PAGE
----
The former Chancellor of the Exchequer said Brexit “caused a lot of damage to Britain’s economy” and that while he has “come to terms” with the vote, he would never think “Brexit was a good idea.” He accused people who say that the move was of great economic benefit of talking “nonsense”, before calling on the Government to make free trade with the European Union a priority over the next few years.
Speaking to Andrew Marr on LBC, he said: “Look, I did not want to have a referendum. When I was fighting that referendum, I did everything I could to get it over the line, you know, the decision to stay in the European Union.
“I’ve come to terms with the result but if you want me to think Brexit was a good idea, I’m not going to think that.
“It’s caused a lot of damage to Britain’s economy. I think in many ways the people I respect the most are the Brexiteers who say there’s an economic cost to Brexit, but there are other benefits, such as parliamentary control or sovereignty over our borders.
“What was nonsense and remains nonsense are the people who say Brexit was a great economic move to benefit the British economy or a great act of free trade.
“It was the biggest act of protectionism in British history and that is only now really, now that it’s fully implemented, becoming clear.
“And that’s why free trade with Europe has got to be a priority for whoever is the Government over the next few years.”
As negotiations over the Northern Ireland protocol sour, the possibility of a trade war with the EU is becoming increasingly likely.
Boris Johnson allegedly told his ministers on Tuesday to “de-escalate” rhetoric to prevent a trade war with Brussels, according to The Daily Telegraph.
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But the European Commission responded to the publication of the Northern Ireland Protocol Bill on Monday with an announcement that it intends to re-open legal action against the UK, which has been on hold since September.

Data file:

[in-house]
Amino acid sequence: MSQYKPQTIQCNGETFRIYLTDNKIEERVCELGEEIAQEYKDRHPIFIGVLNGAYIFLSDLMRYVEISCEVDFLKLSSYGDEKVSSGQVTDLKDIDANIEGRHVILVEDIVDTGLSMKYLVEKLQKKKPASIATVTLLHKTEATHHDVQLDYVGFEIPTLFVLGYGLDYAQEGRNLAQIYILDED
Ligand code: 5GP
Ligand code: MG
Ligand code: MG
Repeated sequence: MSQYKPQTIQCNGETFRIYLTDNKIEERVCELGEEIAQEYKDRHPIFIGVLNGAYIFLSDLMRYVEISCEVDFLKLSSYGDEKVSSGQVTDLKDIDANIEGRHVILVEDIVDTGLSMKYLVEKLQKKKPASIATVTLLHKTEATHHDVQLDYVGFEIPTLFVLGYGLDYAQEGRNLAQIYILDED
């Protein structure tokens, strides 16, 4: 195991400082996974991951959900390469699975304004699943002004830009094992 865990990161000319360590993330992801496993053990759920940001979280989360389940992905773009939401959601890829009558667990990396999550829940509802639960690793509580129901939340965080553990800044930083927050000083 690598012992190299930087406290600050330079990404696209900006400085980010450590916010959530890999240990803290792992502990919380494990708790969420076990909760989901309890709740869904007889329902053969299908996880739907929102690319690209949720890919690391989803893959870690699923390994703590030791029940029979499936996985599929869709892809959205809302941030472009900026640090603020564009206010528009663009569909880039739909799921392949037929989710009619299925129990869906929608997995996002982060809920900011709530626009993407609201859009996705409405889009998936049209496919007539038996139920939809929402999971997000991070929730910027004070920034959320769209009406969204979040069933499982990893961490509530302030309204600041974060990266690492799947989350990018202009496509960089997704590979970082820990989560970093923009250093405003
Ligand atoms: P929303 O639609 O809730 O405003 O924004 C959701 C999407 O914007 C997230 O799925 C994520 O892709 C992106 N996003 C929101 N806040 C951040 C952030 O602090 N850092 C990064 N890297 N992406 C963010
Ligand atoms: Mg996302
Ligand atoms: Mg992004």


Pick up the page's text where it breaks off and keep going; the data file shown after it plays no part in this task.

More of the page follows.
Commission vice president Maros Sefcovic hinted at further measures, saying the unilateral action by the UK had undermined the trust needed for the effective operation of its post-Brexit trade deal with Brussels.
Ireland’s Foreign Affairs Minister Simon Coveney warned the UK Government’s move could “destabilise” the situation in Northern Ireland and was undermining the work that led to the Brexit agreement with the EU.
Foreign Secretary Liz Truss said on Tuesday there was “absolutely no reason” for the EU to retaliate against the UK after the plans to tear up the protocol caused outrage in capitals across the continent.
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Ms Truss said: “Our solution doesn’t make the EU any worse off. We continue to protect the single market, we’re supplying the EU with data, we’ve got strong enforcement to make sure companies aren’t violating the rules.
“So there is absolutely no reason why the EU should react in a negative way to what we’re doing.”
The UK has argued that the measures to remove checks on goods and animal and plant products travelling from Great Britain to Northern Ireland are necessary to safeguard the Good Friday Agreement and peace and stability.
But the imposition of checks between Great Britain and Northern Ireland in order to keep an open border with Ireland has angered unionists.
Germany’s ambassador to the UK Miguel Berger said the British Government’s decision to break the agreement was one “we deeply regret”.